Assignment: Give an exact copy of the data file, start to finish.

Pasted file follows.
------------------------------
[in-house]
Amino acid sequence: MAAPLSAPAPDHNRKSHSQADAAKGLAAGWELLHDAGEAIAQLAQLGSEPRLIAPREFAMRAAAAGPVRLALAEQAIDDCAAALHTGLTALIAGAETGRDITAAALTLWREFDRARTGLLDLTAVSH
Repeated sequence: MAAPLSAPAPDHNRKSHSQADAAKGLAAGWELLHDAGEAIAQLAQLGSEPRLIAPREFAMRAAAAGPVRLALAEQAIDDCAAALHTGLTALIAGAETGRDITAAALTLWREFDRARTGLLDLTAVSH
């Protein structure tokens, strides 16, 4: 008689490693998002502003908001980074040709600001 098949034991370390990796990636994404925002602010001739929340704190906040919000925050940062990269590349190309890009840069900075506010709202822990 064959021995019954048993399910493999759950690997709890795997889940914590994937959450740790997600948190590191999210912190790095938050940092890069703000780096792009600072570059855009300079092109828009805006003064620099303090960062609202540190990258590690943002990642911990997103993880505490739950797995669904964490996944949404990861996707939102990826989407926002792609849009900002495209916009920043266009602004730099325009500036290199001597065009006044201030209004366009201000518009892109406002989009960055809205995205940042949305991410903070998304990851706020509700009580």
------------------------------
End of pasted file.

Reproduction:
[in-house]
Amino acid sequence: MAAPLSAPAPDHNRKSHSQADAAKGLAAGWELLHDAGEAIAQLAQLGSEPRLIAPREFAMRAAAAGPVRLALAEQAIDDCAAALHTGLTALIAGAETGRDITAAALTLWREFDRARTGLLDLTAVSH
Repeated sequence: MAAPLSAPAPDHNRKSHSQADAAKGLAAGWELLHDAGEAIAQLAQLGSEPRLIAPREFAMRAAAAGPVRLALAEQAIDDCAAALHTGLTALIAGAETGRDITAAALTLWREFDRARTGLLDLTAVSH
């Protein structure tokens, strides 16, 4: 008689490693998002502003908001980074040709600001 098949034991370390990796990636994404925002602010001739929340704190906040919000925050940062990269590349190309890009840069900075506010709202822990 064959021995019954048993399910493999759950690997709890795997889940914590994937959450740790997600948190590191999210912190790095938050940092890069703000780096792009600072570059855009300079092109828009805006003064620099303090960062609202540190990258590690943002990642911990997103993880505490739950797995669904964490996944949404990861996707939102990826989407926002792609849009900002495209916009920043266009602004730099325009500036290199001597065009006044201030209004366009201000518009892109406002989009960055809205995205940042949305991410903070998304990851706020509700009580």